A hardened lawyer pursues a case that appears to have pushed his colleague to the edge.
Michael Clayton (George Clooney) is called in to help his long time friend Arthur Edens (Tom Wilkinson) after he suffers some form of breakdown in the middle of a boardroom meeting. However, this ‘breakdown’ is not what it first seemed, and actually is a cry for help I. The taking down of a huge chemical company. Unfortunately for Arthur, Michael realises this too late, and then has to take down the whole of United Northfields by himself, whilst also attracting the company’s attention which, when there is a multi-billion dollar lawsuit in hand, isn’t something you particularly want to do.
Michael Clayton is one of those legal thrillers that critics love and basically anyone who doesn’t have a career within the legal system hates, or at least strongly dislikes. I’ll be honest with you, I had to read up online about what actually happened in this film because I had no clue other than a chemical company was more or less going to kill everyone and it was down to one man to stop it. The thing with films about mega-bucks takedowns is you need to know how things work in that type of environment, and if you don’t know anything about it, it’s really of no interest to you. I spent half of the film trying to figure out what was going on, and when I finally found out, I just didn’t care.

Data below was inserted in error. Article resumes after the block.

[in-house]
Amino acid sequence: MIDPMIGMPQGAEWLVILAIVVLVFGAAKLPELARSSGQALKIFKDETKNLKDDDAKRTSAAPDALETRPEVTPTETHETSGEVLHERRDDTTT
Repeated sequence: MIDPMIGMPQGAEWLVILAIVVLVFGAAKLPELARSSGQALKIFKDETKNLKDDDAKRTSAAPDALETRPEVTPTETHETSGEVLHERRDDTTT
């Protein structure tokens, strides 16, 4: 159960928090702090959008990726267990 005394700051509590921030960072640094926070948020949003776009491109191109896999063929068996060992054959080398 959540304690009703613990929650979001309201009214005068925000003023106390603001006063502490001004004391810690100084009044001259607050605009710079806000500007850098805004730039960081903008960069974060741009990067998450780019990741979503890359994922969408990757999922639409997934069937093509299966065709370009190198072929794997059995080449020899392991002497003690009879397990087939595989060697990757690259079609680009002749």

In this case, normally the film would be salvaged slightly by loveable characters, or interesting characters, or just characters of any general description, but with Michael Clayton there just seemed to be nothing to get attached to with these characters. Take Michael himself for example; there really were no defying features other than he had a son, a drug-addict brother and a gambling problem. So what does he do? He throws himself into his work, of course. But other than that, there was nothing to cling onto, and seeing as a lawyer with a crappy personal life is nothing new, feeling sorry for him didn’t work.
Then there was Karen Crower, played by Tilda Swinton. Swinton won an Oscar for her part of Karen, who is heavily involved with Untied Northfields. Congratulations to her obviously, but I must say I found it to be a pretty underwhelming performance, and because of the business bitch persona she took on here, I found it quite hard to warm to her as well.
For me, the only real joy came at the end when United Northfields discovered just how screwed they were. Unfortunately, that was only a mere forty-seven seconds in the whole two hour film.
I’d definitely say that Michael Clayton is probably an alright watch provided you know what it’s about. However, I’d also say that it’s not for everyone, certainly not for me, and if you’re like me, you won’t be rushing out to watch it for a second time. A real love it or loathe it, I reckon.